Credit union one and market
VanCity is the largest credit union one in Canada and second largest in North America in terms of total assets. Originally incorporated in 1946, VanCity now serves approximately 166.000 members and has assets of SI.6 billion. The company’s headquarters are in Vancouver, and its 22 branches and 800 employees serve nine communities located throughout the Greater Vancouver area.
VanCity provides one of the most comprehensive arrays of financial services available, including some services not found in other institutions. These include mortgage, consumer and commercial lending: a fully competitive range of deposit options: insurance agency services: and a full range of trust services. Unique to VanCity are a legal referral service; tax preparation service: Canada’s first social responsible equity fund, the Ethical Growth Fund: and TeleService. VanCity’s comprehensive telephone banking system.
Throughout its history. VanCity has pioneered many firsts in the financial marketplace and innovation continues to be a major strategy in supporting the organization’s mission of becoming the premier retail financial institution in the Greater Vancouver area.
VAHCOUVER CITY S A VINGS CREDIT UNION
TAPPING INTO THE CHILDREN’S MARKET
Vancouver City Savings Credit Union was recently faced with a declining membership, primarily due to an aging of its customer base. The company began looking for ways to attract a more youthful clientele. Wayne McKay, senior vice president and manager of Marketing and Member Services, details his firm’s dilemma, “From 1980 to 1985, we lost nearly 17% of our junior accounts. That left us with less than 5% of” our client base younger than age 19.”
A U.S. research report, recently purchased by VanCity’s marketing stall, indicated that 80%) of children using a product or institution before their teens stayed with that choice for life, a finding confirmed by the firm’s own member histories. A round of competitor shopping – -checking out whether the kiddies were being targeted by other Vancouver financial institutions — suggested that the children’s market was an untapped market niche just ripe for the picking. Says McKay of the zero interest shown by his competitors in this market, “The conventional wisdom was, Why bother? Kids don’t have any money. They are just a pain in the backside.”
However, focus groups with youngsters and VanCity staff revealed that children, Hush with cash from paper routes and Christinas gifts, usually maintained good balances. Also, compared to the twice-weekly transactional schedule of most credit union members, the under-19 group tended to limit visits to once a month, opting to hoard booty in piggy banks in the interim. The financial concerns of this younger group were simple — a bit of interest and the chance to come in and take out some money when a favorite toy or some other special treat could be afforded. This pattern, of course, made these younger folks much less expensive to service than their older counterparts.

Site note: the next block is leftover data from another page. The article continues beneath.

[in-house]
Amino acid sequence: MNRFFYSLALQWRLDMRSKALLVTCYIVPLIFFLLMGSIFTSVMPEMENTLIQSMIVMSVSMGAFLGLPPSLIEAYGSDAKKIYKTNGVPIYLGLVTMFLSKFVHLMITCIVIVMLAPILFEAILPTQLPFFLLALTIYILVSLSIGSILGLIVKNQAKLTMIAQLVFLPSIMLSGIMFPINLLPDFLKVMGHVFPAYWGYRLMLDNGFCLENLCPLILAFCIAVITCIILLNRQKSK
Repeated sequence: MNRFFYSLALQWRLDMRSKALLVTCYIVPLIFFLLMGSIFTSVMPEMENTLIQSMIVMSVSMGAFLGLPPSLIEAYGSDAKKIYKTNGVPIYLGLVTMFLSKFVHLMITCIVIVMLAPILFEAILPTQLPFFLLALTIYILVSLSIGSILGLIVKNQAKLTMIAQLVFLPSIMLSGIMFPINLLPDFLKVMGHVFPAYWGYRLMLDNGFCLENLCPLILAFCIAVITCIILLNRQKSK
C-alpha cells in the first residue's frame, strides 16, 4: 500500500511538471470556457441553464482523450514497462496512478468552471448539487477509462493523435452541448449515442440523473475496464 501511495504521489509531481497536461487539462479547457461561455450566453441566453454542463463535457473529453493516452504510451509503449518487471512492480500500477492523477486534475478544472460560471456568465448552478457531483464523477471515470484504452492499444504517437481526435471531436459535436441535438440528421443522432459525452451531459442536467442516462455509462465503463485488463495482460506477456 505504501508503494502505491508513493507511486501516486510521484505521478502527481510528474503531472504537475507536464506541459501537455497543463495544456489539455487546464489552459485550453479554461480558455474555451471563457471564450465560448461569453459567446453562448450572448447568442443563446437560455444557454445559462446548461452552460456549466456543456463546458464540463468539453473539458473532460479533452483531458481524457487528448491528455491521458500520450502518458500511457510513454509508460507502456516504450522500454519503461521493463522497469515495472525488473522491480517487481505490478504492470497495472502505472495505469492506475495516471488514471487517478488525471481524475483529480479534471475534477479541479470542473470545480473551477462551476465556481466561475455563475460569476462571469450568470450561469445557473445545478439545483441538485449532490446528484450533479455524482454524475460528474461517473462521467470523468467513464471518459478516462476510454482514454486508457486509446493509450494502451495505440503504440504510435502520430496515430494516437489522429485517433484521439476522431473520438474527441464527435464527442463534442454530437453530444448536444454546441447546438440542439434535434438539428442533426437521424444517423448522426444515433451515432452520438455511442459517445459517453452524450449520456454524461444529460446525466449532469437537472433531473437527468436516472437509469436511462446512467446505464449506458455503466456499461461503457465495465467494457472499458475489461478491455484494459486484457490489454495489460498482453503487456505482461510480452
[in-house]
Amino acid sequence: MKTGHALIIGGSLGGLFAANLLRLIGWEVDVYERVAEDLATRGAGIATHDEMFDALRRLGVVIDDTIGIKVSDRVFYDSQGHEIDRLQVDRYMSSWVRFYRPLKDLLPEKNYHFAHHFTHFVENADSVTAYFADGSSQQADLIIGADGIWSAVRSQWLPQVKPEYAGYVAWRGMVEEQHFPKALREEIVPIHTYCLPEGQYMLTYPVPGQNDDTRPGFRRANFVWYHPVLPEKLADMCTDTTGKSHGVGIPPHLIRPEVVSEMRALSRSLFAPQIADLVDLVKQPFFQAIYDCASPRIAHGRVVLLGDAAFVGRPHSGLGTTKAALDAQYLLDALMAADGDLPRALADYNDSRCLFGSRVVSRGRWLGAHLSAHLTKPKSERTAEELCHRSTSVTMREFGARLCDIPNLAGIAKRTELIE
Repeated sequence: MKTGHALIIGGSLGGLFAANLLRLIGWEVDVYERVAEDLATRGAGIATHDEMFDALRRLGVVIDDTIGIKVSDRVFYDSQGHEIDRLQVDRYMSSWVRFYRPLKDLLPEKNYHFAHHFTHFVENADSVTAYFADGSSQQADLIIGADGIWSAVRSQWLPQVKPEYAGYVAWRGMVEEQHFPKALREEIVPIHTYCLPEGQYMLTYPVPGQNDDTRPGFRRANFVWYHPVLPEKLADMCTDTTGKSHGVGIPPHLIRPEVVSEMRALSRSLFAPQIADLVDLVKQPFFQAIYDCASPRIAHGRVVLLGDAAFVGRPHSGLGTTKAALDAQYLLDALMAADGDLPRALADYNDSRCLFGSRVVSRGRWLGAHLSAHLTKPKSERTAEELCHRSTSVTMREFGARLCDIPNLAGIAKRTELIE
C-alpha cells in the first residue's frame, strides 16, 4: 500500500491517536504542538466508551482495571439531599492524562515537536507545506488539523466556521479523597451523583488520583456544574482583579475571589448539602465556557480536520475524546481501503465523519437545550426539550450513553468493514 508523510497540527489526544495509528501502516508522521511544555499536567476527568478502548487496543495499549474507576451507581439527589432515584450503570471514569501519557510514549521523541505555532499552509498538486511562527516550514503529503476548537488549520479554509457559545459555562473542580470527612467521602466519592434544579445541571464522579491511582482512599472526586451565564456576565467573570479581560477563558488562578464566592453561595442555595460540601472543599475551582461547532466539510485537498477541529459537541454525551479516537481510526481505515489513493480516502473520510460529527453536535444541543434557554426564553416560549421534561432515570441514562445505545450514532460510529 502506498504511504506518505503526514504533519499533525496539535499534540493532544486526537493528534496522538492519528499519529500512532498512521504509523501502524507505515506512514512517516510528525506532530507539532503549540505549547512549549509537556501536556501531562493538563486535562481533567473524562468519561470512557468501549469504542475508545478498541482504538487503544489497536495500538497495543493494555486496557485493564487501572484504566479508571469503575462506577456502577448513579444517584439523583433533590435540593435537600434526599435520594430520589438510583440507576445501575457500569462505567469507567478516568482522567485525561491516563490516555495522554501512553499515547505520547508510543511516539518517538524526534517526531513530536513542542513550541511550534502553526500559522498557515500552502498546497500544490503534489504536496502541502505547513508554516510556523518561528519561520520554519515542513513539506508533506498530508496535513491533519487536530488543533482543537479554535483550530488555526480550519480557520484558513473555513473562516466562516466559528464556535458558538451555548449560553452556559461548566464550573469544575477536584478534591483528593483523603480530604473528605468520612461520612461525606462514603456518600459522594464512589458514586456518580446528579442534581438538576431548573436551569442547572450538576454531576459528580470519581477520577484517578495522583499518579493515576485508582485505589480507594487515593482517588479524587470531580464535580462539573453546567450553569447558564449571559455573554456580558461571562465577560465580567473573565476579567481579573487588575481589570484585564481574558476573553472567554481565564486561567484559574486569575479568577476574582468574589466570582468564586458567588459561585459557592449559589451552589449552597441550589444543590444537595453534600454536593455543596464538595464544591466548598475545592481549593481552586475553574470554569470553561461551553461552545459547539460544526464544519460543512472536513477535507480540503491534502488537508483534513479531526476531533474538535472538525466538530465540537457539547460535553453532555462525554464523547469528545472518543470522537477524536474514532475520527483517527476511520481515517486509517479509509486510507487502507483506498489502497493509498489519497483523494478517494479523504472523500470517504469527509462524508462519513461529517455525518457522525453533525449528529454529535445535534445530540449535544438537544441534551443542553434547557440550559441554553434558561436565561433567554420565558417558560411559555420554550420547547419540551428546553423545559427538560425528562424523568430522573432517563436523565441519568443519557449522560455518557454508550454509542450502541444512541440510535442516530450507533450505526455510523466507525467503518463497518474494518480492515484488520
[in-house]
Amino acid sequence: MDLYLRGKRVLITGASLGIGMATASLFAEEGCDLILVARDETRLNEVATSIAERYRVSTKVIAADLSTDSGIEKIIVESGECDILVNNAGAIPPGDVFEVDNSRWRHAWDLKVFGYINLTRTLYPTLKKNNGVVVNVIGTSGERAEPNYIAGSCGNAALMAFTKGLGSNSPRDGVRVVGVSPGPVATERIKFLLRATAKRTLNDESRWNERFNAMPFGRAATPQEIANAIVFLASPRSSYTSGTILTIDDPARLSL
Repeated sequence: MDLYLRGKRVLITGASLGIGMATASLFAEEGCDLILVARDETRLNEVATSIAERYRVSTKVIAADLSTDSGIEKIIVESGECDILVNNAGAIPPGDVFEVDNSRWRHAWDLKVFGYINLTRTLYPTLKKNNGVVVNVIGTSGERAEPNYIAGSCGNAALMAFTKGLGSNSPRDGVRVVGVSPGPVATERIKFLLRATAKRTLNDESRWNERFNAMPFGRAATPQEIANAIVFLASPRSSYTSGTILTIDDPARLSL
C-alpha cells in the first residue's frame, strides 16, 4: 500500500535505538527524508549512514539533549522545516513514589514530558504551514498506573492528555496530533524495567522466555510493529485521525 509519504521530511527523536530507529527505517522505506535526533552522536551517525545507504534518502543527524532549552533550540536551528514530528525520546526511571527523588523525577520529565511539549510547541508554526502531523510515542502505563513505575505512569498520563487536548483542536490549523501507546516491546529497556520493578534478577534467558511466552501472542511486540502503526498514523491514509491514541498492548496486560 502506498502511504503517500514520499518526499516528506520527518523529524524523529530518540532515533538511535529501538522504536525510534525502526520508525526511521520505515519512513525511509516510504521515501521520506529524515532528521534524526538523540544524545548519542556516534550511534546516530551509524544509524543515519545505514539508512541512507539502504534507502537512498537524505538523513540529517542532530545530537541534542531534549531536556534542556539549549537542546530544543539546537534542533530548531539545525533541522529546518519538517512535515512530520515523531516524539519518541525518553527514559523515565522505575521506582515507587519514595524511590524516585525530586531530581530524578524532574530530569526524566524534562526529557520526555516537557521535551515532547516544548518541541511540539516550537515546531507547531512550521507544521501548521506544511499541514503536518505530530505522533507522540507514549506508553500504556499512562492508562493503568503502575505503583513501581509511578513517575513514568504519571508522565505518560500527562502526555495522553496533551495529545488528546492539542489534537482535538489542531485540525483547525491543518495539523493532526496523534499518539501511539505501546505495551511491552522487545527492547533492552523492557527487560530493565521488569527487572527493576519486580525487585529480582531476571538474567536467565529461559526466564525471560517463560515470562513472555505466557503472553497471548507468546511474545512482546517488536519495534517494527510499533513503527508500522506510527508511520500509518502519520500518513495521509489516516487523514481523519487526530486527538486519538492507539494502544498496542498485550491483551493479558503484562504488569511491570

And so, a children’s account was born — ‘The Fat Cat Account” — with special fun features that appealed to a more youthful audience. Account passbooks, print ads, I-shirts, slickers, calculators, coloring books, growth charts and buttons, all sported the Fat Cat cartoon character (Fig. 1-4). “The kids love the name. They relate to it,” explains McKay. “It makes them feel special.”
Feeling special came out loud and clear as something children were missing in their dealings with other financial institutions. “The little folks in our interviews said that they had been treated as if they didn’t exist,” comments McKay. So service formed a key part of the VanCity Fat Cat campaign. Youngsters received assistance in the finer points of deposit slip writing and coin rolling, and moveable steps were available in all branches to allow these diminutive new members easier access to the teller counter.
The company also had some fun with the Fat Cat idea. Recalls McKay, “We gave away tickets to ball games and hired people dressed in Fat Cat costumes to put on performances outside our branches.”
The target audience for VanCity’s children’s account went beyond the kiddies themselves. Chances to win in a “Fat Chance” sweepstakes cajoled expectant mothers, aunts, uncles, parents and grandparents into opening accounts for their little relatives. One ad suggested the account as a super idea for a Christmas stocking stuffer. “We tried to make it a family thing,” says McKay. Print and radio ads played off the credit union’s overall corporate message — “You belong with us.” McKay explains. “We found that children liked the idea of belonging too.”
VanCity’s Fat Cat campaign certainly fattened the firm’s coffers. Within 15 months, the company had doubled its junior account population to 14,000, with total deposits rising to S8.5 million — an average of $700 per account. By June 1988. that total had grown to SI 1.5 million, plus junior members now represent 109r of VanCity”s customers, double the 1985 figure.
This is the first in the Recap Checklist series. You’ll find one at the end of each chapter to aid you in checking off the key steps to building an effective financial marketing plan, and to provide a quick review of the chapter’s highlights. The companies interviewed in this book were surveyed on their participation in each of the recommended steps; the results of this survey are also included.